Claims of media bias are a common enough occurrence these days. Disgruntled politicians, Palace flunkies, errant footballers and coked-up celebrities take it out on journalists all the time. Even the great and the good — nobles, parlimentarians, bishops and judges in all their finery — react in anger to unwarranted press criticism and abuse.
But what you don’t hear much about are the complaints by Afro-British people against the unrelenting prejudices and negative stereotypes they face in the popular, mainstream media. It appears to them as if journalists, editors and media owners have taken a step back in time.
For 70years, the same old media prejudices
Headlined stories conjure up images of raw Caribbean immigrants fresh off the postwar Windrush boat decades ago rather the aspiring urbanites and Londoners that many of them are today.
To a certain degree there is a good reason for racial minorities to think their perspectives are at best warped by the media or, worse, not heard at all. Why? The answer lies, in large part, in the media’s image as “white, male and middle class”. Greg Dyke, when director general of the BBC, acknowledged that the powerful, globe-girdling news organisation was “hideously white”.
Furthermore, media studies suggest that journalists, editors and media owners don’t see their race as an essential feature of their identities. Strange. But Black youth of the hip-hop generation, see the dominant media are most certainly Caucasian, or you might say, Anglo-Saxon, and speak for a white nation, which expects all others to conform to its ways.
The evidence shows that understanding Race and the Media is one crucial barometer to measure the quality of press reporting and its effect on public attitudes and views about Black people. Hence, continuous monitoring of the press — newspapers, radio, tv and online — is essential.
Those who know media journalism say it’s time for a reality check. Therefore, we’ve woven issues of race and the media into this web blog. We aim to help counter the perceived biases and to give communities, experts, and their allies, a web site to propose solutions and appropriate actions.
Historic media prejudice
It’s worth stating the fundamental issue at stake here. When the modern settlers from the Caribbean and later from Africa arrived in Britain, they faced, in large part, a hostile press.
Experts like Beryl Ainley and Professor Stuart Hall have helped us to target the race-linked press themes. CRIME, DRUGS, ILLEGAL IMMIGRATION OFFENCES, were routinely regarded as BLACK CRIMES. Newspaper headlines made it apparent that it was a “coloured person who did it” — a practice for which the press has often been criticised.
The paradox is that prejudice in the newsrooms, despite modest gains in race equality, is still unambiguously negative. RIOTS, VIOLENCE, CRIME, DRUG TRAFFICING, WELFARE SCROUNGERS and BENEFIT CHEATS — scream the headlines of today’s press.
Time for change
The research evidence shows that the media reinforces stereotyped thinking about race, colour and class. They can inflame public fears and racial hatred and fuel the rise of racist, neo-nazi parties and organisations.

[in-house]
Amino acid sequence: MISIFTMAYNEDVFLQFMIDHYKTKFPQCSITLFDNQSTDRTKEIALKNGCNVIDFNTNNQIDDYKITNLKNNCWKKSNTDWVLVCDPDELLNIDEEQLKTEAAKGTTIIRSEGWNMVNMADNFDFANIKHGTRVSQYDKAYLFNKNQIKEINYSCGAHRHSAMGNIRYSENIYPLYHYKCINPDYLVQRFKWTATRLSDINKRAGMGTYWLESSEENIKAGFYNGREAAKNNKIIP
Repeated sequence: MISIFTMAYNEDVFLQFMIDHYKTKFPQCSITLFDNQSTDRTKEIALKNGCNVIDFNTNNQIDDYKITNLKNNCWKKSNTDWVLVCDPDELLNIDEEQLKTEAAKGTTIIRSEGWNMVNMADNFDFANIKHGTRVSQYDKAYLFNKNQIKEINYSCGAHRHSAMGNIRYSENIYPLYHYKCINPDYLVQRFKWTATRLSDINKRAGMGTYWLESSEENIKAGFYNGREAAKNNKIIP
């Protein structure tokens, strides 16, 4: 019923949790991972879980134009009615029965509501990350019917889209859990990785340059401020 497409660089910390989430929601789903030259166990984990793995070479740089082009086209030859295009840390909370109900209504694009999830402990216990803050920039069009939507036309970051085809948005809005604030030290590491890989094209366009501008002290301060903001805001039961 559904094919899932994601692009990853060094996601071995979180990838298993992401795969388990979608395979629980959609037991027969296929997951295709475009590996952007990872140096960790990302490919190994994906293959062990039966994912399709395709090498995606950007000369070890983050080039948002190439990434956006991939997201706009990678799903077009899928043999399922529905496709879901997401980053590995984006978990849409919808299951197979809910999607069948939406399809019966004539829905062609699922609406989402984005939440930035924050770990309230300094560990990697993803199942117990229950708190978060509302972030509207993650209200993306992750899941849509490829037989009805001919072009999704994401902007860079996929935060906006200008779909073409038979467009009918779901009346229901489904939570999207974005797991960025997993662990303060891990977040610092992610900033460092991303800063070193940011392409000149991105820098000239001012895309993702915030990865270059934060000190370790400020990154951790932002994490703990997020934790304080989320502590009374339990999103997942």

Fortunately, led by Black newspapers, radio and TV, and the Black Members Council of the National Union of Journalists, there is a groundswell of opinion demanding fundamental changes in media power, attitude and style. Online scholars and activists, citizen journalists and bloggers have increasingly added their support.
Change must start in the media boardrooms and reach right down to the news desks. “Hiring practices at all levels should reflect the diverse groups in society”, say many. Nothing less than this is needed if the media industries, the colleges and and journalism schools that feed them are to overcome their pervasive reputation of inequality.
Shaping media ethics
Professional journalists cannot be complacent about their social role. A serious critique of the mass media’s handling of race relations is long over due.
And, this is no idle observation. The influence of the press upon public attitudes and morals is so great at the present that the “race question” ought not to be regarded indifferently. Urgently needed are principles and guidlines for the most socially sensitive “best media practices”.
Questions to answer
The good spirit of the people, the press and their readers and viewers must be roused in order to curb the worst media excesses. Here are some key questions for comment and debate.
In your opinion, is the press behaving improperly on race issues? What are your pet peeves about media reporting on Black communities? Are guidelines needed to curb the excesses in media representation of minorities?
The most powerful leaders and media owners and editors must be drawn into resolving race-media issues; chief among them is Rupert Murdoch, head of a $48bn media empire, including the Sun, the Times and BkyB in the UK.
Should media bias be more firmly targeted by media ethics groups such as the MediaWise Trust, and closely monitored by the watch dog agencies: the Press Complaints Authority, the Broadcasting Standards Commission and Ofcom?
What lessons can be learned from “Fair Media” advocates in America, the civil rights leaders, public affairs groups, and journalist organisations that challenge biases in the media industry?
Send us a Comment. You can help shape an AlterNet debate and action on one of the most important issues of our times.